THE BLOG
09/26/2013 05:35 pm ET Updated Nov 26, 2013

Building an Honest Business: Social Media and the Case for Radical Authenticity

Before there was social media and the Internet, talking directly to customers was tough for businesses. If you wanted to get the word out about a new product, your options were limited to things like television commercials, magazine ads, and highway billboards. With access to typically, at most, a few seconds of people's attention, there was very little room for nuance. You had to condense your message into catchy one-liners and cliché visual grammar of smiles and happy households, so naturally businesses would focus on only the very best features of their products or services.

The cost of this traditional approach to communicating with customers is that it makes your company appear disingenuous. People know nothing is perfect, but with only a few TV, radio, or newspapers ads, companies don't have the luxury of complete, and consequently honest, messaging. Have you ever seen a frozen pizza ad that says, "Hey, our pizza is pretty good. The cheese is a bit stale and the vegetables are sparse, but that's about as good as frozen pizza can get, and at $5 it's much cheaper than delivery"? No, what you get is the comically insincere "It's not delivery, it's Delicio". We all know that it's frozen pizza... come off it.

What social media gives businesses is more direct and frequent access to customers than ever before. And complemented with the low-cost of producing content on the Internet, companies can now craft more honest and nuanced messages. Many marketing departments seem to be missing the point though, and sadly social media seems to be regressing more and more into the traditional model of overly curated "on-brand messaging" and coupons.

The extreme example of what I am advocating is something I call radical authenticity - being completely forward about the inner workings of not only your product but also your business. Where is your product made? Do you treat your employees well? Do you use quality inputs? I argue that even if the answers to all these questions aren't always flattering to your business, assuming you have reasonable explanations for your practices, the goodwill resulting from absolute honesty can pay off.

Even before the rise of social media, management researchers had been exploring the importance of experience and authenticity. James H Gilmore and Joseph Pine have authored two books on the subject: The Experience Economy: Work Is Theater & Every Business a Stage and Authenticity: What Consumers Really Want. They essentially argue that people, especially youth, are better at sensing "hype" and increasingly gravitate toward "real" experiences. Though new with respect to its application in marketing, this idea stretches far back to philosophers like Jean Baudrillard.

Let's face it, we are a growingly skeptical bunch. The most coveted advertising demographic is people aged 18-35. This is a generation skeptical of big business like none other. From Mr. Burns to Kenneth Lay, conspiring businessmen, both real and fictional, have taught us to raise an eyebrow to the sweet-talk of suits and dismiss their more insidious advertising advances with caustic expressions like Two C's in a K. Customers are a click away from fact-checkers, consumer advocacy groups, and evangelical bloggers. By being forward with information your customers can already access, you build trust. And when a time comes where you can brag about why your product really is great, it is all the more believable of a claim.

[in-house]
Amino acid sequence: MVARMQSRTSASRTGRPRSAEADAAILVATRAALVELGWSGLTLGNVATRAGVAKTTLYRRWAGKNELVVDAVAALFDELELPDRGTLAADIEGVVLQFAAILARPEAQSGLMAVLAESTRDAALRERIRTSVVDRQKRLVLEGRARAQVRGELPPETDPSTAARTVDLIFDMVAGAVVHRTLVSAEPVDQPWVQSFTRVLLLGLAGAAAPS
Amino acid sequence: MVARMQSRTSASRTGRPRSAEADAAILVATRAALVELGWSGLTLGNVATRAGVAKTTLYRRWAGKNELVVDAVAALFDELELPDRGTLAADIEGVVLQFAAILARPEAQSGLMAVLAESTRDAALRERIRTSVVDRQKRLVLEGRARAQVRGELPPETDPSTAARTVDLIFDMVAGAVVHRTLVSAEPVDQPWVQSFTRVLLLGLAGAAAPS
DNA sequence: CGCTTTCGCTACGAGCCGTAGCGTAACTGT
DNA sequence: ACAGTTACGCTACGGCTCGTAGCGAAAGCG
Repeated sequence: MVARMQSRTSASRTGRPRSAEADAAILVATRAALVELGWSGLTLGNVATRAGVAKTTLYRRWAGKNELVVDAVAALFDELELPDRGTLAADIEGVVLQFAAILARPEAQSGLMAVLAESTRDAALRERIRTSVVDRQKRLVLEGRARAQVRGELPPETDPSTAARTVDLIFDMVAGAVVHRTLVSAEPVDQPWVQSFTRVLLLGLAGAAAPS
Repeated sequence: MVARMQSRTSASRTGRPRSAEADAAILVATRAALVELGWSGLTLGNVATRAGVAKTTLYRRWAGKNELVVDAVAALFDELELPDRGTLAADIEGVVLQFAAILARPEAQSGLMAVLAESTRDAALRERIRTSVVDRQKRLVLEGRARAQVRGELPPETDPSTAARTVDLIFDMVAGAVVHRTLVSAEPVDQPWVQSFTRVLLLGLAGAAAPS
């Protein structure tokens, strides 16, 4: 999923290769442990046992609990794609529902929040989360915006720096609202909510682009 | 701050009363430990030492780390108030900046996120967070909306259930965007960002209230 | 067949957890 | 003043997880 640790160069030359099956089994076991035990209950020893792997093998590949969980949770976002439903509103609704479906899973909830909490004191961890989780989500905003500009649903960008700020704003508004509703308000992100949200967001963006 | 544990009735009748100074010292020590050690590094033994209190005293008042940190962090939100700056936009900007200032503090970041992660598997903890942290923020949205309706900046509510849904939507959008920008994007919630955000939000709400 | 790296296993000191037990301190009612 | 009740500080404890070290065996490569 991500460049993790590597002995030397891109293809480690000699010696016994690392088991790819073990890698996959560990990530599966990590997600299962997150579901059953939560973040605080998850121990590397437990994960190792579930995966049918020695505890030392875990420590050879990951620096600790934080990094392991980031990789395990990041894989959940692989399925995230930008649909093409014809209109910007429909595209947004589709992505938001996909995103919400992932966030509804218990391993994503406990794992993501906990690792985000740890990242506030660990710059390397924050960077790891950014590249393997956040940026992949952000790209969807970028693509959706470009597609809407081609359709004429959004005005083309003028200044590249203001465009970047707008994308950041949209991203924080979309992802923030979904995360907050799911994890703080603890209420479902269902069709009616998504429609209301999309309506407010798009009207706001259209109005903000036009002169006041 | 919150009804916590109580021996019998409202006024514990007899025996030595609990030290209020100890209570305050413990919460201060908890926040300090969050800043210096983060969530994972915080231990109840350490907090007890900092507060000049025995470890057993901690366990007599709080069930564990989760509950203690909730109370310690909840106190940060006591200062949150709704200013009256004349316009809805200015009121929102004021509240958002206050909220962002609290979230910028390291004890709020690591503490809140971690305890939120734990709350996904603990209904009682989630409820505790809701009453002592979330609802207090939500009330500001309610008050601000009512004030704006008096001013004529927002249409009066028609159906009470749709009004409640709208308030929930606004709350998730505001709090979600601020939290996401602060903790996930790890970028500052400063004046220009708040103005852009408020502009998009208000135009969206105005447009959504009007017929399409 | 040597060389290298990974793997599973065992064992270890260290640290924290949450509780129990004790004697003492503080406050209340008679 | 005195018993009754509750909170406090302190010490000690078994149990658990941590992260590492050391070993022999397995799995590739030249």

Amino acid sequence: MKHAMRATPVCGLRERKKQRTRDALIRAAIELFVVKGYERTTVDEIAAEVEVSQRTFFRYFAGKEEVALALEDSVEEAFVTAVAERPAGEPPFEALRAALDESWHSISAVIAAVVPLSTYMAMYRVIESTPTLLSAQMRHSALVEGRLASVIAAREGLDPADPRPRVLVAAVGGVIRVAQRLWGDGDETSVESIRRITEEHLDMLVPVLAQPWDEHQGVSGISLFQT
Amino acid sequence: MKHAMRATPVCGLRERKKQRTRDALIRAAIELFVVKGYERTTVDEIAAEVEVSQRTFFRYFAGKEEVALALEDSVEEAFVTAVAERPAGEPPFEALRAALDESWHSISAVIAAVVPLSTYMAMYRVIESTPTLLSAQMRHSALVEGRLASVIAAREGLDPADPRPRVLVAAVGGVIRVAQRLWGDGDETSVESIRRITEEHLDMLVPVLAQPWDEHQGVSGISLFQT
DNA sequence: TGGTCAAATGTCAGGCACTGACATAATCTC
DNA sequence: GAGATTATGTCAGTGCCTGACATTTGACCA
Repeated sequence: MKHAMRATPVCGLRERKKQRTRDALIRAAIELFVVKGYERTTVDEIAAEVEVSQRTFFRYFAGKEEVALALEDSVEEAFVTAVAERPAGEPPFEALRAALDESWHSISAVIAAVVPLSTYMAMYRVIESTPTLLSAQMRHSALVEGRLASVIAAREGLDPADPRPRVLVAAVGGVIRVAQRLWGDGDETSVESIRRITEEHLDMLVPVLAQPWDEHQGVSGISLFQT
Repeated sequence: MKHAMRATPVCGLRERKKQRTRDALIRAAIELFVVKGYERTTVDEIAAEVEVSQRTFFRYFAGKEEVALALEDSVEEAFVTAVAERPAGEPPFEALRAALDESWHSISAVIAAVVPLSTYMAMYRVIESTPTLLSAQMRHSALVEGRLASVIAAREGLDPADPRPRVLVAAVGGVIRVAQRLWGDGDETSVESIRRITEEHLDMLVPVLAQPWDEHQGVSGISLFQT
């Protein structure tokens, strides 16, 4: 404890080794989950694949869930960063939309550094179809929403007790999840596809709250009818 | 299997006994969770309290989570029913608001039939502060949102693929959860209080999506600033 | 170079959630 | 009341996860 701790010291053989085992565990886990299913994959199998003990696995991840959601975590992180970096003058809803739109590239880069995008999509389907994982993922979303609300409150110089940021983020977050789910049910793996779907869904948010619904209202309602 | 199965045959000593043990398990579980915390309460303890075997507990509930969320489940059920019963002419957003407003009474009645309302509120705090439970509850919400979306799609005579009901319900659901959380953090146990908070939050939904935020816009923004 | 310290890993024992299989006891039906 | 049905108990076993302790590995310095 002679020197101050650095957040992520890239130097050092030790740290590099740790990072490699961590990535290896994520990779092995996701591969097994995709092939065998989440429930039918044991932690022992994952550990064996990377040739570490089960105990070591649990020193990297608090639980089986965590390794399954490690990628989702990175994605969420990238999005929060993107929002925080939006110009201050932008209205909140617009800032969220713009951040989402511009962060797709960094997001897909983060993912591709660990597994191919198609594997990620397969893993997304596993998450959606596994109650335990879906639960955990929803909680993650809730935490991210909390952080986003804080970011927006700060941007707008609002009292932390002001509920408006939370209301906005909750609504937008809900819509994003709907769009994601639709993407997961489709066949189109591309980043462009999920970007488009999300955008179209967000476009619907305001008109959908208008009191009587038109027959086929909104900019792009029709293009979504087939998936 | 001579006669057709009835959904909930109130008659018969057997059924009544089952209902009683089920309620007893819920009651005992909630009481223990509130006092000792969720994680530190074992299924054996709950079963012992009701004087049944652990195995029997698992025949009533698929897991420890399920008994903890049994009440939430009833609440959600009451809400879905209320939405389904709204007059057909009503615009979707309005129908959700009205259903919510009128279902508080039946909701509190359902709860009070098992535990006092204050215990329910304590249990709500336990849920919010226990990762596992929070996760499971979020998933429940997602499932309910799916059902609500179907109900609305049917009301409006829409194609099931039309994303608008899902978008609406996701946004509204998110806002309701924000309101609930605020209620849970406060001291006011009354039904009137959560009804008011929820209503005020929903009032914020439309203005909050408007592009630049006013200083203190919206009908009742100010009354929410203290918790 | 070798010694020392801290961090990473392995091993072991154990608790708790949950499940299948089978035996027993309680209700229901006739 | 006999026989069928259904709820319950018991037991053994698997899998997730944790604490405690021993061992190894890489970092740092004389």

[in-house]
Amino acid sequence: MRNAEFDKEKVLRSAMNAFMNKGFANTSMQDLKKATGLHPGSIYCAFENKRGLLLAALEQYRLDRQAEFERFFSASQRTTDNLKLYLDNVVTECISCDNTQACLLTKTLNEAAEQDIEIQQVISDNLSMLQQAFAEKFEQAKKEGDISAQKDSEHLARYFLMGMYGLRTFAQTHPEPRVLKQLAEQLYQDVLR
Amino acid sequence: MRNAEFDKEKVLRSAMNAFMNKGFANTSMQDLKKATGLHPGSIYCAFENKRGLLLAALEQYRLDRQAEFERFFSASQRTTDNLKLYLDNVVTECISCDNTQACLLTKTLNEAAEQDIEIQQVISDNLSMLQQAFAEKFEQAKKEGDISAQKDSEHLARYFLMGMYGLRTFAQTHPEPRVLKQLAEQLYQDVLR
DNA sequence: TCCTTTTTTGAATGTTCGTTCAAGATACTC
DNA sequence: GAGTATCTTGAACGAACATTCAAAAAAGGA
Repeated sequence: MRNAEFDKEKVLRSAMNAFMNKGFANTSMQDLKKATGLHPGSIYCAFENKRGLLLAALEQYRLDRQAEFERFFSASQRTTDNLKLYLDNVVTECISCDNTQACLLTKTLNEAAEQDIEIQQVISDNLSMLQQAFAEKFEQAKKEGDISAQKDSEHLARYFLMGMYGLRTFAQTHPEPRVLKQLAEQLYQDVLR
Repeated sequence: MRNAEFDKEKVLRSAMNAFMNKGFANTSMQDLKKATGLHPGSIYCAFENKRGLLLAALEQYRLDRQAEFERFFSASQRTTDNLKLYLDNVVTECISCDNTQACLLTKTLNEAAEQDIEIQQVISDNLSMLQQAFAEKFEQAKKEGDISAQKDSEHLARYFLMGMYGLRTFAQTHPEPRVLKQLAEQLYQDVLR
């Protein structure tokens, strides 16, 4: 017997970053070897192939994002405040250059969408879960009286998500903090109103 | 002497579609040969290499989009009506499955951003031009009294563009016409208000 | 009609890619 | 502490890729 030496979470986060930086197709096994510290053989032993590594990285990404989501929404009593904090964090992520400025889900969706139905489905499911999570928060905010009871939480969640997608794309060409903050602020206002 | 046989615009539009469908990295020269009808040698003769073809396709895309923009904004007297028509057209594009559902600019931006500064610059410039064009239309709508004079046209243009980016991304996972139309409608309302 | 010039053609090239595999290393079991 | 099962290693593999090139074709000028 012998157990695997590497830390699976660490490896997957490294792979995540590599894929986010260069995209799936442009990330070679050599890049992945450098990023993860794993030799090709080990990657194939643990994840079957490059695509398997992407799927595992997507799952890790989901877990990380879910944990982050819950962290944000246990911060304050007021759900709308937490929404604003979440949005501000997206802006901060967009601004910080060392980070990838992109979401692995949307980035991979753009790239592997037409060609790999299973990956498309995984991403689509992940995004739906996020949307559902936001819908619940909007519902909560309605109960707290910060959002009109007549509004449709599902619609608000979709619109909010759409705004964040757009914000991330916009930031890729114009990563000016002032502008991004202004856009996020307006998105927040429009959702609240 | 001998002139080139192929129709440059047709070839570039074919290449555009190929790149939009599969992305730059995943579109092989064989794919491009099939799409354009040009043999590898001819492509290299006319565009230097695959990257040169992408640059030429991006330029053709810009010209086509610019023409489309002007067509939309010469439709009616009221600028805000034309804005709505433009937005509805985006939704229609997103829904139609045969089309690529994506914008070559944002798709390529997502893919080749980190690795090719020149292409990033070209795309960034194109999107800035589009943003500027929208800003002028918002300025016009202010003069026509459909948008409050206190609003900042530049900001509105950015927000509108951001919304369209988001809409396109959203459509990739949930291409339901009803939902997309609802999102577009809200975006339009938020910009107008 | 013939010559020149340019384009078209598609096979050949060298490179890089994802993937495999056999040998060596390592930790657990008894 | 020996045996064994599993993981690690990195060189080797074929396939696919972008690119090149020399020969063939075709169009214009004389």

McDonalds' recent Q&A campaign is an example of companies experimenting with this direction. What makes McDonalds so popular is value. They don't make the best burgers, and they don't use the best or healthiest ingredients. What they do well is sell burgers people like, with a very consistent product and service experience across their stores.

When asked "Why does your food look different in advertising than it does in stores?", the McDonalds Q&A team created a video sharing how their burgers are prepared for ads and effectively admit that while they dress up their food for the media, the exact same ingredients are used. We all knew this already. Hearing McDonalds be authentic about the shortcomings we were all fully aware of doesn't hurt our perception of their brand - it strengthens it.

McDonalds is still clearly just beginning to play with this idea. There are things they are not answering like why some people seem to feel so tired after eating their food, and how the mass consumption of meat affects the environment. Perhaps consumers aren't ready for that level of radical authenticity - or perhaps businesses haven't yet refined their practices to support it. Either way, I believe we are on an inevitable path where authenticity (and transparency) will become more important than ever. Businesses that use digital tools to adopt it now will ultimately prevail, even if that means revealing a few unsightly cobwebs in the meantime.